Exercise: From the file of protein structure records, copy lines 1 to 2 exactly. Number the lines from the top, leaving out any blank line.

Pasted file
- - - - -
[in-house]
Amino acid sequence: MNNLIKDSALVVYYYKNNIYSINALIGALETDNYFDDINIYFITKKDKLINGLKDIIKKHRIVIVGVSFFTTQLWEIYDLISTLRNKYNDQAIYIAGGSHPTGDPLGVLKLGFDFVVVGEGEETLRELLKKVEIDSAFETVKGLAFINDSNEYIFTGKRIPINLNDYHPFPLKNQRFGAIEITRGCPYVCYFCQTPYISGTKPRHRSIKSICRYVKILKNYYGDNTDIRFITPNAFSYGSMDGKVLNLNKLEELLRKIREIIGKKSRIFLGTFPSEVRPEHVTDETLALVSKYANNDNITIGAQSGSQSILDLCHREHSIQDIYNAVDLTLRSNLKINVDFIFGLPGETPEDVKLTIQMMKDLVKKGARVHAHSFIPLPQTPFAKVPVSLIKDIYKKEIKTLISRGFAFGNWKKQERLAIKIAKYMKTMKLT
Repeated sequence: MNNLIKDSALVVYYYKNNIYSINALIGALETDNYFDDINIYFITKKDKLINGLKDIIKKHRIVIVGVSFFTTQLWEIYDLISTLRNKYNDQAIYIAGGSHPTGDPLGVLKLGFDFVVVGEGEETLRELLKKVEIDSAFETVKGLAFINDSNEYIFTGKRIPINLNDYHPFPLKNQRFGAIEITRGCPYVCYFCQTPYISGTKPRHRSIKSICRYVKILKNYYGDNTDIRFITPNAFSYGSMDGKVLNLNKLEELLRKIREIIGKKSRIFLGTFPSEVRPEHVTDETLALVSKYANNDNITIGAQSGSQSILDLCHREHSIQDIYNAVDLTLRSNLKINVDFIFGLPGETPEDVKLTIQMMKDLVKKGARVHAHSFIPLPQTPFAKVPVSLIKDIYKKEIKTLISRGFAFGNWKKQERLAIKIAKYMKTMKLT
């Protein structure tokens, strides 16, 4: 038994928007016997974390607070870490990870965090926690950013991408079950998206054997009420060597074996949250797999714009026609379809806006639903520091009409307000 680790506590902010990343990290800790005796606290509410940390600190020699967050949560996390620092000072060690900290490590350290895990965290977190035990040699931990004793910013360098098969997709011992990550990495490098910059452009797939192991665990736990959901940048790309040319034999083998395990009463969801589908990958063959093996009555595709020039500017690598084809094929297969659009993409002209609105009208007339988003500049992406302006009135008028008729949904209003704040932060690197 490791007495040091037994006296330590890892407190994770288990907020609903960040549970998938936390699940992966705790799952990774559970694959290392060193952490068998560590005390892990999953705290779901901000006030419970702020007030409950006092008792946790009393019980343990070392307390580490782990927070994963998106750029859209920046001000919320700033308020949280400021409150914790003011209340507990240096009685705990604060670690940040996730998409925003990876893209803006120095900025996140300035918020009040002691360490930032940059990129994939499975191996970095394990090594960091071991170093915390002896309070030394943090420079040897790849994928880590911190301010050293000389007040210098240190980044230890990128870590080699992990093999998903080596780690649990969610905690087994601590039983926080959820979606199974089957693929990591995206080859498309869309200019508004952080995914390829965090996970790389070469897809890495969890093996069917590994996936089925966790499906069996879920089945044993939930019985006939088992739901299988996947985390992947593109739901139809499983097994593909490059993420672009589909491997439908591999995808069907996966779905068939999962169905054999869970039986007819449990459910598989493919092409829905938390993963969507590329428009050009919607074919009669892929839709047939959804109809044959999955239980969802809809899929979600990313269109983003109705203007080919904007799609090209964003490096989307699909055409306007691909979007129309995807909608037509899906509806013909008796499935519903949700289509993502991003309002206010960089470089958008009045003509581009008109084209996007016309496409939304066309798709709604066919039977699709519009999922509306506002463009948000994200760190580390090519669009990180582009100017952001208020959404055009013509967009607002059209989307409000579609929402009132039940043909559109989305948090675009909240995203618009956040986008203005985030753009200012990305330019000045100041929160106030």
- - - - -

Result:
[in-house]
Amino acid sequence: MNNLIKDSALVVYYYKNNIYSINALIGALETDNYFDDINIYFITKKDKLINGLKDIIKKHRIVIVGVSFFTTQLWEIYDLISTLRNKYNDQAIYIAGGSHPTGDPLGVLKLGFDFVVVGEGEETLRELLKKVEIDSAFETVKGLAFINDSNEYIFTGKRIPINLNDYHPFPLKNQRFGAIEITRGCPYVCYFCQTPYISGTKPRHRSIKSICRYVKILKNYYGDNTDIRFITPNAFSYGSMDGKVLNLNKLEELLRKIREIIGKKSRIFLGTFPSEVRPEHVTDETLALVSKYANNDNITIGAQSGSQSILDLCHREHSIQDIYNAVDLTLRSNLKINVDFIFGLPGETPEDVKLTIQMMKDLVKKGARVHAHSFIPLPQTPFAKVPVSLIKDIYKKEIKTLISRGFAFGNWKKQERLAIKIAKYMKTMKLT